21st International AIDS Conference (AIDS 2016)


The Future of Hepatitis C Treatment

September 8, 2016


Hepatitis C History

Hepatitis C History

Hepatitis C (HCV) is a global epidemic with different genotypes of the virus more prevalent in specific regions of the world, explained Jurgen K. Rockstroh, M.D., of University of Bonn, Germany, at the 21st AIDS Conference in Durban, South Africa. HCV was discovered in 1989, with the first anti-HCV therapy approved by the U.S. Food and Drug Administration (FDA) two years later and the first drug combination (interferon and ribavirin) to combat the virus approved in 1998.

These drugs work mainly against genotype 1, which is common in the Americas and Northern Europe. However, few drugs act against genotype 3, which is especially prevalent in South Asia, or other genotypes commonly found in low- and middle-income countries.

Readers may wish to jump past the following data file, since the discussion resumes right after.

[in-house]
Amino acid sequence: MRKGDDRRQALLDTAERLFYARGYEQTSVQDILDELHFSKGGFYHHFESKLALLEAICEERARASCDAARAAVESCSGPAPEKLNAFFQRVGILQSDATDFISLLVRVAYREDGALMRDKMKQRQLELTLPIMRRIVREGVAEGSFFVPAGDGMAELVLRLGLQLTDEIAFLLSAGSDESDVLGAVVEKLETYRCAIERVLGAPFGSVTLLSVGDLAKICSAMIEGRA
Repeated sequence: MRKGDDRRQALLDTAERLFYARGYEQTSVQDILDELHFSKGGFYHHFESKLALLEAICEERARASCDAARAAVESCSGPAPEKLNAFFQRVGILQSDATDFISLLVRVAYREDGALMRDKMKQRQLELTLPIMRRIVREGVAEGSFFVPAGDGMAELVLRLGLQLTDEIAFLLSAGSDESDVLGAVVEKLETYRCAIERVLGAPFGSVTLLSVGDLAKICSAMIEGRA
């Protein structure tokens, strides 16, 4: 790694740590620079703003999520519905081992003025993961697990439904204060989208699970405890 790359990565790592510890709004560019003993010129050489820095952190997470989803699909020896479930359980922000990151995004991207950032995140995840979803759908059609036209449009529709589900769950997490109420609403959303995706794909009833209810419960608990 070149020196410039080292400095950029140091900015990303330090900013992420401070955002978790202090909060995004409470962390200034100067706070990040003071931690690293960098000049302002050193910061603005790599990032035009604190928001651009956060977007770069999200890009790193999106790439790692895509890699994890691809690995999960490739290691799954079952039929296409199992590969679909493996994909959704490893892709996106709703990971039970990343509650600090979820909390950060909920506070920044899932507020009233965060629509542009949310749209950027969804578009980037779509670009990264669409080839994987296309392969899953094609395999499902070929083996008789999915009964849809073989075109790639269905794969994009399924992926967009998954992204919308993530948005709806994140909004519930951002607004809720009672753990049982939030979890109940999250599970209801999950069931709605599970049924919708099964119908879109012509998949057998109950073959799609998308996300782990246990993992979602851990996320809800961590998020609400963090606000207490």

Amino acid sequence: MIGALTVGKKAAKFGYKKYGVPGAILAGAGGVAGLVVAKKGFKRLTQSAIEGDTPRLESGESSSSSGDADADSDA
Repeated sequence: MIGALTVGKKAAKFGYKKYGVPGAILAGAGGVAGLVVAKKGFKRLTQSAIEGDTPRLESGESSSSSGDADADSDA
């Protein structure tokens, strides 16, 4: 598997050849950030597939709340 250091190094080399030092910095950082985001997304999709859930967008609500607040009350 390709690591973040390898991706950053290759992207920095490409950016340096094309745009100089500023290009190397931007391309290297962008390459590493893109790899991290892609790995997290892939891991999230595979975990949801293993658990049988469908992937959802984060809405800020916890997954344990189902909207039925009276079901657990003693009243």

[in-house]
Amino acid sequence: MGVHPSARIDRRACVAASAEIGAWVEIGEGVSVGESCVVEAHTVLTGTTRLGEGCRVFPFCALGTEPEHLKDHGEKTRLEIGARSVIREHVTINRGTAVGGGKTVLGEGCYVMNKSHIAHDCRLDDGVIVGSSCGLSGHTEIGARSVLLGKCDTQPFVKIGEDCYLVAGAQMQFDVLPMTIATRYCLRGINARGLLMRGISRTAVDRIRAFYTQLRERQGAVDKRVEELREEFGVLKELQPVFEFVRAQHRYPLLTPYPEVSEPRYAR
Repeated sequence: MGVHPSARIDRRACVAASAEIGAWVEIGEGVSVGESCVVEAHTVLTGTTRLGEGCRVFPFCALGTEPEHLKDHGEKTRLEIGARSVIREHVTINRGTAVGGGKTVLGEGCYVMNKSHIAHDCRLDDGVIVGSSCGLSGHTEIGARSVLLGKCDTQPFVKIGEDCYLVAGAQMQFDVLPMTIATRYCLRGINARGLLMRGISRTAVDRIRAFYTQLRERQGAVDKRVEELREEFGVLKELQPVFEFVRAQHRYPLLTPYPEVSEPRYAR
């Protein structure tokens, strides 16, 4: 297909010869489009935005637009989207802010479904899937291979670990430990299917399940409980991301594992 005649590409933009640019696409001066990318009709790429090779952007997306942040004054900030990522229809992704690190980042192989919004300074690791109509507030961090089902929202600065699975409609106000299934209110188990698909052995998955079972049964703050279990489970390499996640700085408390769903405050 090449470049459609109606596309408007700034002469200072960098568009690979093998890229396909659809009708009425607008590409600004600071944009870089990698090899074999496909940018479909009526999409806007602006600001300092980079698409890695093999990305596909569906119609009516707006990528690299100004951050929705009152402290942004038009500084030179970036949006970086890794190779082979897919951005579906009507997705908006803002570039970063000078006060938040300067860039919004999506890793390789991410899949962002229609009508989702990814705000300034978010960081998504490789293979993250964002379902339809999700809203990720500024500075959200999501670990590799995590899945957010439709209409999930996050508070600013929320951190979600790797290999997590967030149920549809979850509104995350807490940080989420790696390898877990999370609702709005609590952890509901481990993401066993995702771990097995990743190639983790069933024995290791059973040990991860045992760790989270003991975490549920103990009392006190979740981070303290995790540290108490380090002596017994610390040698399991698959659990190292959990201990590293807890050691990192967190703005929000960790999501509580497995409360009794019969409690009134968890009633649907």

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Please note: Knowledge about HIV changes rapidly. Note the date of this summary's publication, and before treating patients or employing any therapies described in these materials, verify all information independently. If you are a patient, please consult a doctor or other medical professional before acting on any of the information presented in this summary. For a complete listing of our most recent conference coverage, click here.


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